As the title suggests,
Beyond the Burghal Hidage takes the study of Anglo-Saxon civil defence away from traditional historical and archaeological fields, and uses a groundbreaking interdisciplinary approach to examine warfare and public responses to organised violence through their impact on the landscape. By bringing together the evidence from a wide range of archaeological, onomastic and historical sources, the authors are able to reconstruct complex strategic and military landscapes, and to show how important detailed knowledge of early medieval infrastructure and communications is to our understanding of Anglo-Saxon preparedness for war, and to the situating of major defensive works within their wider strategic context. The result is a significant and far-reaching re-evaluation of the evolution of late Anglo-Saxon defensive arrangements.
Winner of the 2013 Verbruggen prize, given annually by De Re Militari society for the best book on medieval military history.
John Baker, Ph.D. (2002), is a Research Fellow at the Institute for Name-Studies, The University of Nottingham. His publications explore interdisciplinary approaches to medieval and landscape history, with special reference to the historical significance of place-names.
Stuart Brookes, Ph.D. (2003), is Research Associate at the UCL Institute of Archaeology and University of Oxford Faculty of History. His published books and articles focus on comparative landscape analysis and the archaeologies of state formation in early medieval England.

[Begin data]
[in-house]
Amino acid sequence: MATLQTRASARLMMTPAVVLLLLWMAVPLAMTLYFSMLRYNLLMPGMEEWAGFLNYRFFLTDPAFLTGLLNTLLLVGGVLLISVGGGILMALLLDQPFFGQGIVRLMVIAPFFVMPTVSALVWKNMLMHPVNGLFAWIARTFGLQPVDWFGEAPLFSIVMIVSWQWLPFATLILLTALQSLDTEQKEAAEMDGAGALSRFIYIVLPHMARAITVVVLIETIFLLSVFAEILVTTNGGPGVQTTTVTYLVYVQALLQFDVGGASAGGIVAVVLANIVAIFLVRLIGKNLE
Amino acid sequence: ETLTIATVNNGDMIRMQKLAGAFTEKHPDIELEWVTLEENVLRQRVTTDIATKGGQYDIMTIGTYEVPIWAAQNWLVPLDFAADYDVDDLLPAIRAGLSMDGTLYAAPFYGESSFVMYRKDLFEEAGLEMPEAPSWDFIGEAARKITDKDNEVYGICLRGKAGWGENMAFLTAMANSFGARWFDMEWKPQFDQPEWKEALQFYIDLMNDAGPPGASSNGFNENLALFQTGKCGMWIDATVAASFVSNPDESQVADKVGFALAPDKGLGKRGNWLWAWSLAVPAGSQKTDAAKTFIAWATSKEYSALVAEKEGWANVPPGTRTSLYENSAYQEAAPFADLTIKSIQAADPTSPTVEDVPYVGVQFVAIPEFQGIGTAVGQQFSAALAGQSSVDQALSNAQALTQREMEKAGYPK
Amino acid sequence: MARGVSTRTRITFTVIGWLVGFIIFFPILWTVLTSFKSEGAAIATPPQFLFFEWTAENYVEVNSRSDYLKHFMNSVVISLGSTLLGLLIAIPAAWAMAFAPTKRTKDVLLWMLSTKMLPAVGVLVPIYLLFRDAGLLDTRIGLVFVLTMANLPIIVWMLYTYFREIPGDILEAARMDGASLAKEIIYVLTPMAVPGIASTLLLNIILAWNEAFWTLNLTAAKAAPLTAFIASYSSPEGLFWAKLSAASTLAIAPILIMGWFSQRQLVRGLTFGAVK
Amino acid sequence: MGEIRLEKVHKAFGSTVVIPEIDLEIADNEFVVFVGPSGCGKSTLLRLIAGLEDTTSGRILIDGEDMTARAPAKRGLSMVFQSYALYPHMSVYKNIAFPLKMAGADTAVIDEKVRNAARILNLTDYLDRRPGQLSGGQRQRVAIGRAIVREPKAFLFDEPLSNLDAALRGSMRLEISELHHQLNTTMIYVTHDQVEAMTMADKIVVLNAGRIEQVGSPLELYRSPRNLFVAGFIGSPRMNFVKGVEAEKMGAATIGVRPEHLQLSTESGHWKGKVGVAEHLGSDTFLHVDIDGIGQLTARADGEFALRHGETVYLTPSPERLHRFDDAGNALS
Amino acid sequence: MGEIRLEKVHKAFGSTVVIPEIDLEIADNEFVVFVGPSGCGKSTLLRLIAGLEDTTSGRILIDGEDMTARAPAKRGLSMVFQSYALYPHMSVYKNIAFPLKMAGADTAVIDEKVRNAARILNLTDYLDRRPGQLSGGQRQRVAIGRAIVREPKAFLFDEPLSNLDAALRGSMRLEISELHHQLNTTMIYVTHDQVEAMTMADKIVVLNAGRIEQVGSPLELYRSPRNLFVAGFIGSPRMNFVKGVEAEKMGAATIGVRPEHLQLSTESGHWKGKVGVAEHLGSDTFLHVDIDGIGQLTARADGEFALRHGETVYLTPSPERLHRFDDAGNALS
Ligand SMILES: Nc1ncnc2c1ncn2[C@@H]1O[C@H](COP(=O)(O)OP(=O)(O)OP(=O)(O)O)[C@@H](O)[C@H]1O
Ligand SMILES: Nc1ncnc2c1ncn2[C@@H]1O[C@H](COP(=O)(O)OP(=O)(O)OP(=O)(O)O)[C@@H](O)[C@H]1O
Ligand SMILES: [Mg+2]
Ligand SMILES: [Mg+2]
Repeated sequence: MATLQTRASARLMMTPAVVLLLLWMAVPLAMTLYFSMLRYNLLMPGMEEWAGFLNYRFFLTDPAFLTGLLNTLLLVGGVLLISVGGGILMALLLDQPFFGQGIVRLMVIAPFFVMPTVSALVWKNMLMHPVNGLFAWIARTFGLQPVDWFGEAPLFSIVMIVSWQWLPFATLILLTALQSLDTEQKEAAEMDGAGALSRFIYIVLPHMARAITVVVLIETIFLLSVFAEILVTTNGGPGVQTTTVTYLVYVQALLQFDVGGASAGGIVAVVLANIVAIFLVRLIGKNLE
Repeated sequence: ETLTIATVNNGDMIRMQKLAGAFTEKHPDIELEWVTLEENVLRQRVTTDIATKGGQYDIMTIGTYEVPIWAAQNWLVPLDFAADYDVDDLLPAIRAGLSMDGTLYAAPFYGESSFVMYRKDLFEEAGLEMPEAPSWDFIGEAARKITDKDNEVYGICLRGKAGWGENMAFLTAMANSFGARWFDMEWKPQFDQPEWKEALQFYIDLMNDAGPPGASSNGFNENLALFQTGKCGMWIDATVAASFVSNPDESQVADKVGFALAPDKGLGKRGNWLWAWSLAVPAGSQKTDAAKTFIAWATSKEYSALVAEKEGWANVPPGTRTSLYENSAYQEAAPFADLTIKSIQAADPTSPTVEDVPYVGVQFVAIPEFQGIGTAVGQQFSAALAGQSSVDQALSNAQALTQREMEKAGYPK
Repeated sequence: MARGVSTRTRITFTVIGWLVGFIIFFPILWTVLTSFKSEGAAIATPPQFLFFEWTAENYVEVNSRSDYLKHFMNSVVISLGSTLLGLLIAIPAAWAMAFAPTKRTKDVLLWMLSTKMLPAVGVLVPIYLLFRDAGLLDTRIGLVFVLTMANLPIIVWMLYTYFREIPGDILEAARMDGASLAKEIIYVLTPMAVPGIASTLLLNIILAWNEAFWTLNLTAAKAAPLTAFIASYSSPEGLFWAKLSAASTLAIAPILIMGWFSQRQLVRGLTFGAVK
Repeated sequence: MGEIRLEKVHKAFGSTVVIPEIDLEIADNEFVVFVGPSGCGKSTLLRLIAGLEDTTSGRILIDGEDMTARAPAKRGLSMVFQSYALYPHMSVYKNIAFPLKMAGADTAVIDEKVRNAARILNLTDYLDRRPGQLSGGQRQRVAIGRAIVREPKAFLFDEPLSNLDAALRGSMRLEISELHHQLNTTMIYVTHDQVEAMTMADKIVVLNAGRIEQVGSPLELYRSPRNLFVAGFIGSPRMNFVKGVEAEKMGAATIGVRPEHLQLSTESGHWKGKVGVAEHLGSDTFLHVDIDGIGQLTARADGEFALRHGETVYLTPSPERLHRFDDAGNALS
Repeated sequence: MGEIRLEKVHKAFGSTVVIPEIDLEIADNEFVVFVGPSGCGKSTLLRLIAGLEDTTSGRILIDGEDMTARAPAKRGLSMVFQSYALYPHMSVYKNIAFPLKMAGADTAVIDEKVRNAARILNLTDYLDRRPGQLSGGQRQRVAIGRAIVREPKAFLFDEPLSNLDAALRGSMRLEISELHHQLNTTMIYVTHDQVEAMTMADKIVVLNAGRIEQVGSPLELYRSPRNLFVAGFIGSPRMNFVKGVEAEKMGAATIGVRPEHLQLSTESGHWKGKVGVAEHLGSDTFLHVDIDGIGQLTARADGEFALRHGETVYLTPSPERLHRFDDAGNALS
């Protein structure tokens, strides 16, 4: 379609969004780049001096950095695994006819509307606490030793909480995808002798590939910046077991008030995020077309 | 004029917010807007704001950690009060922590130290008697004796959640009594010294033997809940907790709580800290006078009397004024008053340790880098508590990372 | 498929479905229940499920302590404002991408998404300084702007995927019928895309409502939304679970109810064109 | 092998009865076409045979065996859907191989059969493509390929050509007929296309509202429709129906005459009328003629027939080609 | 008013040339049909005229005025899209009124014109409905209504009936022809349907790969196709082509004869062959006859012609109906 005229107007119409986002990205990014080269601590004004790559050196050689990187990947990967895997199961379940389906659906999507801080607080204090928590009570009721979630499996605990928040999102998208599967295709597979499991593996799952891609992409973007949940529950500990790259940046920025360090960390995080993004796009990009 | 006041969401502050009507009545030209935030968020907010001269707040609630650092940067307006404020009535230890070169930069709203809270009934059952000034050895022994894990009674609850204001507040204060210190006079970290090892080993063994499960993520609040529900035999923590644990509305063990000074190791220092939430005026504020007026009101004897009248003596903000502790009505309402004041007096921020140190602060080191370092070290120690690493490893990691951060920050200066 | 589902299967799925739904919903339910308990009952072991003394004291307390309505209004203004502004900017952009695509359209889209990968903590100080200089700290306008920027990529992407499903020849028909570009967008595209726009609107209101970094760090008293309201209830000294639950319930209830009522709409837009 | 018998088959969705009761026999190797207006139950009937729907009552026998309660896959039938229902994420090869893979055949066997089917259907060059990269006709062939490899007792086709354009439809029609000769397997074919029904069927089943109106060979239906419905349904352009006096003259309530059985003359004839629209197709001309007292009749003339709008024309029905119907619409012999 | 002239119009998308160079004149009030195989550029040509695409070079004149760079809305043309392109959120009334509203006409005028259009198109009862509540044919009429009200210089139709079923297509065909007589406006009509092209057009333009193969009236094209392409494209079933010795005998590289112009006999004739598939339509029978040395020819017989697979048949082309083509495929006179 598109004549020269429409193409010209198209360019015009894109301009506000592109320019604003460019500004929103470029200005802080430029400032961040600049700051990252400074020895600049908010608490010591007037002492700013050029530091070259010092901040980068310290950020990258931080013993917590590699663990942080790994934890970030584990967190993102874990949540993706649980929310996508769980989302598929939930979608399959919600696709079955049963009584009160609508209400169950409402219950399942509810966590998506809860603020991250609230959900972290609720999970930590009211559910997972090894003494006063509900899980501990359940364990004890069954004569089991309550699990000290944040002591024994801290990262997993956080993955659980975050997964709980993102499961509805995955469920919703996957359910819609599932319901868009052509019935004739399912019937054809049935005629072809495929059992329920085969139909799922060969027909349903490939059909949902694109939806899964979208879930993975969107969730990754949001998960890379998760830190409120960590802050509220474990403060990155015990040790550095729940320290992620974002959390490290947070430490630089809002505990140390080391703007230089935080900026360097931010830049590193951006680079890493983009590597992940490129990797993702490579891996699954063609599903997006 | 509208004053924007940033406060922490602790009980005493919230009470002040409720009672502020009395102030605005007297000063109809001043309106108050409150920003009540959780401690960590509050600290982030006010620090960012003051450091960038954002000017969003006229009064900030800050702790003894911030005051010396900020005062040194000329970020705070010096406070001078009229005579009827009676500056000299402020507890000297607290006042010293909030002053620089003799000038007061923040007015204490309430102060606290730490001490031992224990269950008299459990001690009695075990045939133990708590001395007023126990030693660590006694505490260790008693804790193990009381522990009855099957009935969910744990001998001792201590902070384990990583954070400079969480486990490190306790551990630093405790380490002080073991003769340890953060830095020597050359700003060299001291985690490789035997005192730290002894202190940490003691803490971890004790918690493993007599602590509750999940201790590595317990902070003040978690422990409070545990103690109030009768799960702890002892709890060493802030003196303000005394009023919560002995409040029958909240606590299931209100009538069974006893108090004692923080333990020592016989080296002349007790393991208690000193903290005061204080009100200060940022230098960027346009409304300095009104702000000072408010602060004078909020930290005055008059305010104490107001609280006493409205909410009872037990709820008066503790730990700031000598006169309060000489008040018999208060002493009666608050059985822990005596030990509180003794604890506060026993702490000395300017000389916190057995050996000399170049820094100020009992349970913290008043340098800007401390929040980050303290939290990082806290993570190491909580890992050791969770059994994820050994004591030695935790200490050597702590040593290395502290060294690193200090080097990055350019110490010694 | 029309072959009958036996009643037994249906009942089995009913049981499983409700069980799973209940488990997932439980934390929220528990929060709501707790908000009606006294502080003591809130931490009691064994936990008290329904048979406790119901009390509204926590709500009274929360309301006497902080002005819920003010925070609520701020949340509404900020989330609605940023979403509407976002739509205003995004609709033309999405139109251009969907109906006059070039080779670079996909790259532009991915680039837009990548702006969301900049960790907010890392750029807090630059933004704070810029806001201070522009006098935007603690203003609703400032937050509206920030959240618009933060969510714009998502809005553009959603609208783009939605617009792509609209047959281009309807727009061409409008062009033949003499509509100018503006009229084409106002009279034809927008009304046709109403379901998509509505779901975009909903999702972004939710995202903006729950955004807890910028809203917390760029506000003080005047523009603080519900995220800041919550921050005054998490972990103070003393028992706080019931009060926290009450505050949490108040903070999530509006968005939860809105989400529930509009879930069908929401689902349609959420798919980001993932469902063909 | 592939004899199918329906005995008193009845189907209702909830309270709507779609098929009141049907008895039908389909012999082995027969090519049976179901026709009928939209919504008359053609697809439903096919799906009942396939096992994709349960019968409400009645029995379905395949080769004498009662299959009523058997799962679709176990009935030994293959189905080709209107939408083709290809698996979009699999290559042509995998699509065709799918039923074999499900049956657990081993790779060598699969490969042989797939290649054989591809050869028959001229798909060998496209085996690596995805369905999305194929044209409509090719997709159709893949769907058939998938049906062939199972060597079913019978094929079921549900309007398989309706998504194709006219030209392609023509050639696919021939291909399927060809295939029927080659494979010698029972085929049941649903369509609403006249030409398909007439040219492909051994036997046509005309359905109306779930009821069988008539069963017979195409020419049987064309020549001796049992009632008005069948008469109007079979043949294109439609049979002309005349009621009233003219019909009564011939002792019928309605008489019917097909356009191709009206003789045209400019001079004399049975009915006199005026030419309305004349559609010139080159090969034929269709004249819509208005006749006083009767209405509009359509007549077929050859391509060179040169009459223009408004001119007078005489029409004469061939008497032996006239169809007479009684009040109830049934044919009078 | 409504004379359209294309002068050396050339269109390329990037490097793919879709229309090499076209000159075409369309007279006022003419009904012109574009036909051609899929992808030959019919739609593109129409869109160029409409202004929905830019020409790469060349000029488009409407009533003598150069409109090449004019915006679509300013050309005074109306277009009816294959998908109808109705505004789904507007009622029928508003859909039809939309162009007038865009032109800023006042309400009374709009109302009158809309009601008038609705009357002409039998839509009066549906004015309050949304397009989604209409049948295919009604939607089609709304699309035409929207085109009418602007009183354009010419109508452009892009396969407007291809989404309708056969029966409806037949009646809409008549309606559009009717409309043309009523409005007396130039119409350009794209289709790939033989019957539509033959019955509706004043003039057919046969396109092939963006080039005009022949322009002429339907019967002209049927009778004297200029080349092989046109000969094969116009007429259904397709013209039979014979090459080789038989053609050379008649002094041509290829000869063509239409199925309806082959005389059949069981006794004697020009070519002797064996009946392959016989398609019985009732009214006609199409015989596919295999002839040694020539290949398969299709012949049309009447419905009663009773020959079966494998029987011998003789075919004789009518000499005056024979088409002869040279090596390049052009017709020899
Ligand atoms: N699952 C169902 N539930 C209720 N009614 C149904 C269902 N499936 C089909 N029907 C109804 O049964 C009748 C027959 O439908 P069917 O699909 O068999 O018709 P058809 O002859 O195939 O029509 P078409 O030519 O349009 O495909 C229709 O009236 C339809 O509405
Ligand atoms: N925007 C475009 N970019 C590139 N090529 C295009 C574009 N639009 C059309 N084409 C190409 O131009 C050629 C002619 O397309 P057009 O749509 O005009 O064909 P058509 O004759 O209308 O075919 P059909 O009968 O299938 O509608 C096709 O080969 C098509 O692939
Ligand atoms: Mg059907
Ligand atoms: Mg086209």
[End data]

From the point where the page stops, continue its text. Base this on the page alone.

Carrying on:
Winner of the 2013 Verbruggen prize, given annually by
De Re Militari society for the best book on medieval military history.
List of Figures and Tables
1. Anglo-Saxon Civil Defence: Theory and Historical Context
2. Characterizing Anglo-Saxon Civil Defence (Fortifications)
3. Characterizing Anglo-Saxon Civil Defence (Communications)
4. The Kennet
5. Connections and Obstructions: The Thames in Anglo-Saxon Military Strategy
6. The Defence of Kent
7. Civil Defence and the English State, 800–1016
Anyone interested in the study of landscape, military history, or the medieval period, and all those interested in interdisciplinarity, especially in the use of archaeology and place-names.